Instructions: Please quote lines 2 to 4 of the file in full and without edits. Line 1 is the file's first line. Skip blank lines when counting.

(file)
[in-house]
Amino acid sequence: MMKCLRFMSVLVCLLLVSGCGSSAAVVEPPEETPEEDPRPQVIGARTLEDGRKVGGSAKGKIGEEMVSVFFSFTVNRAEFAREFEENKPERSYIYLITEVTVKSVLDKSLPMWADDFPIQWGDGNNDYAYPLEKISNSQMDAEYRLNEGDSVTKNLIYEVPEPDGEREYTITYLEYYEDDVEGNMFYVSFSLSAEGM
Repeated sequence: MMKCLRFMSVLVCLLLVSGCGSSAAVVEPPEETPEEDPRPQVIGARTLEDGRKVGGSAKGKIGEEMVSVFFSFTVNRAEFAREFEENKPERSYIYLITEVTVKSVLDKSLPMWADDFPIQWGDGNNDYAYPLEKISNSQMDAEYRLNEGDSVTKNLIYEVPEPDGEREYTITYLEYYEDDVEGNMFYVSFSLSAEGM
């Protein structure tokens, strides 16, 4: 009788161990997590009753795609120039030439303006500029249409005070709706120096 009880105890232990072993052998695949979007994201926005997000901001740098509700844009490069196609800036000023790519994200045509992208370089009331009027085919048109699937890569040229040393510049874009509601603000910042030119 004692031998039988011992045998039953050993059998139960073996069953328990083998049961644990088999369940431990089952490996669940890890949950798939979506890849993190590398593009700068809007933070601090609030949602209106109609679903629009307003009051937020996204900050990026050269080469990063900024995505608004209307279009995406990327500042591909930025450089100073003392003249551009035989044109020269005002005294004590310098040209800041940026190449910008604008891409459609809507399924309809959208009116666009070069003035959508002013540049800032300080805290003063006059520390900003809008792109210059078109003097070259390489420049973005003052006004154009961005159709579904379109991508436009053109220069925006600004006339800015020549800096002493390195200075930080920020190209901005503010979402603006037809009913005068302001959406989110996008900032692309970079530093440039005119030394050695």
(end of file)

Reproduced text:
Amino acid sequence: MMKCLRFMSVLVCLLLVSGCGSSAAVVEPPEETPEEDPRPQVIGARTLEDGRKVGGSAKGKIGEEMVSVFFSFTVNRAEFAREFEENKPERSYIYLITEVTVKSVLDKSLPMWADDFPIQWGDGNNDYAYPLEKISNSQMDAEYRLNEGDSVTKNLIYEVPEPDGEREYTITYLEYYEDDVEGNMFYVSFSLSAEGM
Repeated sequence: MMKCLRFMSVLVCLLLVSGCGSSAAVVEPPEETPEEDPRPQVIGARTLEDGRKVGGSAKGKIGEEMVSVFFSFTVNRAEFAREFEENKPERSYIYLITEVTVKSVLDKSLPMWADDFPIQWGDGNNDYAYPLEKISNSQMDAEYRLNEGDSVTKNLIYEVPEPDGEREYTITYLEYYEDDVEGNMFYVSFSLSAEGM
């Protein structure tokens, strides 16, 4: 009788161990997590009753795609120039030439303006500029249409005070709706120096 009880105890232990072993052998695949979007994201926005997000901001740098509700844009490069196609800036000023790519994200045509992208370089009331009027085919048109699937890569040229040393510049874009509601603000910042030119 004692031998039988011992045998039953050993059998139960073996069953328990083998049961644990088999369940431990089952490996669940890890949950798939979506890849993190590398593009700068809007933070601090609030949602209106109609679903629009307003009051937020996204900050990026050269080469990063900024995505608004209307279009995406990327500042591909930025450089100073003392003249551009035989044109020269005002005294004590310098040209800041940026190449910008604008891409459609809507399924309809959208009116666009070069003035959508002013540049800032300080805290003063006059520390900003809008792109210059078109003097070259390489420049973005003052006004154009961005159709579904379109991508436009053109220069925006600004006339800015020549800096002493390195200075930080920020190209901005503010979402603006037809009913005068302001959406989110996008900032692309970079530093440039005119030394050695």